Sadly, I think this issue could have actually had a pretty cool cover (or at least a pretty decent one) if She-Cat’s “come at me” fighting pose hadn’t been turned into an “oh gosh I think I broke all the bones in my lower body” pose. Not that that would have really enhanced the story, but an improvement’s an improvement.
Even though her villain name is literally She-Cat, I think this is still a case of wasted potential hurt by lower quality art than the artist’s previous output. It’s also interesting that the dynamic underpinning Cyber-Cat’s interactions with and antagonism towards Catwoman are later reflected (in broad strokes, of course) by the plotline with Sylvia in Ed Brubaker’s run on Catwoman.
Recovering from a head injury (and the resultant damage to my ability to work) and trying to even up the number of solved-but-unposted covers I have left, so only two covers this time. However, they involve She-Cat, Cyber-Cat, and, well, I think you can already tell that there is going to be some very … special 90s-ness going on this time. And Balent seriously pushing a pose … for the sake of a cool layout (and it is cool – he just ends up making Selina’s stretch resemble what a ball-joined figure would do, not a person, so all of her fits within a certain part of the page). Also some wobbles on his art and badness that I think may be down to the writing he’s paired with and what designs were asked of him.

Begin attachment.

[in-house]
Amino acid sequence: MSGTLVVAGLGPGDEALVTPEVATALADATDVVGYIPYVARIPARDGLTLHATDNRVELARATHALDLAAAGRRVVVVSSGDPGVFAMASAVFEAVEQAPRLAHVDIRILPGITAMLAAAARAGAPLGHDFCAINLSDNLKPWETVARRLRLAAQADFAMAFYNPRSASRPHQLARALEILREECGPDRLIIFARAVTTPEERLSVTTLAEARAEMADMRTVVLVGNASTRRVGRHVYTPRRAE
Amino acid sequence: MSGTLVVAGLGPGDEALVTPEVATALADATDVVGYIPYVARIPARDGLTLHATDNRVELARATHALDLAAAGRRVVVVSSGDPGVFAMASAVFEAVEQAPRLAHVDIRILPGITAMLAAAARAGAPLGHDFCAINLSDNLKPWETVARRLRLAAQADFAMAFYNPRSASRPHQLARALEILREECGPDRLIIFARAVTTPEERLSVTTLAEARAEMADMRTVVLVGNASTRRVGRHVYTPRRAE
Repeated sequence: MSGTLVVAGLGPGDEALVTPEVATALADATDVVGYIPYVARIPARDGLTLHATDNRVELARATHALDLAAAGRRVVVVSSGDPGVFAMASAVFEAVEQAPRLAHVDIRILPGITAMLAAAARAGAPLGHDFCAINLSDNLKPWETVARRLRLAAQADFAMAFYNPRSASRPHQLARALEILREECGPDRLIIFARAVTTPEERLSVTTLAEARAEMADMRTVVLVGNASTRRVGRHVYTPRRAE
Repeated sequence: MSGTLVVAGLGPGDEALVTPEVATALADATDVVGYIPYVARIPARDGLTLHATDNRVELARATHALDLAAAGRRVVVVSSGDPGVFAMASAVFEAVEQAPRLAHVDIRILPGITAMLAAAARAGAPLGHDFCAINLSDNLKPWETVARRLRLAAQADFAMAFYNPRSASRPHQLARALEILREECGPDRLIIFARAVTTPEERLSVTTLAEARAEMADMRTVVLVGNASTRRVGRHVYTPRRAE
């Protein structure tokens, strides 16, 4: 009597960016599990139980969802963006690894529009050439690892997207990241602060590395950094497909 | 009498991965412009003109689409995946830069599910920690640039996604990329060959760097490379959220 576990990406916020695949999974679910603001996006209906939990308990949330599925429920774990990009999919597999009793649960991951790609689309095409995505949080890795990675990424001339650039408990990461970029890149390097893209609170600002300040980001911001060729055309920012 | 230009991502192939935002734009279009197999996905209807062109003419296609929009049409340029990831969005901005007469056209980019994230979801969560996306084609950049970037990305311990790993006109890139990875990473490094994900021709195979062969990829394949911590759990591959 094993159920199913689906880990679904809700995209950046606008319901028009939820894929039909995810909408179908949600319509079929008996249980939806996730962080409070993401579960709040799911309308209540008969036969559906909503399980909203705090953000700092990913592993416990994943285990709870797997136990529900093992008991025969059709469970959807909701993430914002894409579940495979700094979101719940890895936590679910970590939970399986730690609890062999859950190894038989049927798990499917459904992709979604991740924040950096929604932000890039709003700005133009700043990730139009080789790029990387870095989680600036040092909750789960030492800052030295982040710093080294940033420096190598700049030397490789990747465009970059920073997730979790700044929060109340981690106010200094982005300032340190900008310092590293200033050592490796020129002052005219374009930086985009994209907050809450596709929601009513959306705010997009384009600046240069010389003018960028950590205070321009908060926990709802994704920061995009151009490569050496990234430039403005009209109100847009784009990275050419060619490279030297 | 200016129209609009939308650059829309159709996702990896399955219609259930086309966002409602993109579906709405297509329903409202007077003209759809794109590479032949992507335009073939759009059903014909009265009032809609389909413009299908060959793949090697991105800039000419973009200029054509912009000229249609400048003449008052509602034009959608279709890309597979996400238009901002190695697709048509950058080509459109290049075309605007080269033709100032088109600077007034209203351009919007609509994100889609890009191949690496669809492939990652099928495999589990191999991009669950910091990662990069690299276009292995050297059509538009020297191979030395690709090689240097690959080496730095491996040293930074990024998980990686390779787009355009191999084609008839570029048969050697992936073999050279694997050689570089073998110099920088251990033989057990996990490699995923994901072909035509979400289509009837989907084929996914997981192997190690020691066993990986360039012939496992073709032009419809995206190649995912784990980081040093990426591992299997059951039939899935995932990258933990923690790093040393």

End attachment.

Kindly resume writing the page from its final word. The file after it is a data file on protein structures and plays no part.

Seriously. I don’t think Balent is solely to blame for the … logistics of Cyber-Cat’s armour. And the dialogue justification for it. And She-Cat is … something. And I don’t think her cat tattoo is the hidden cat on this cover, so it’s still unsolved.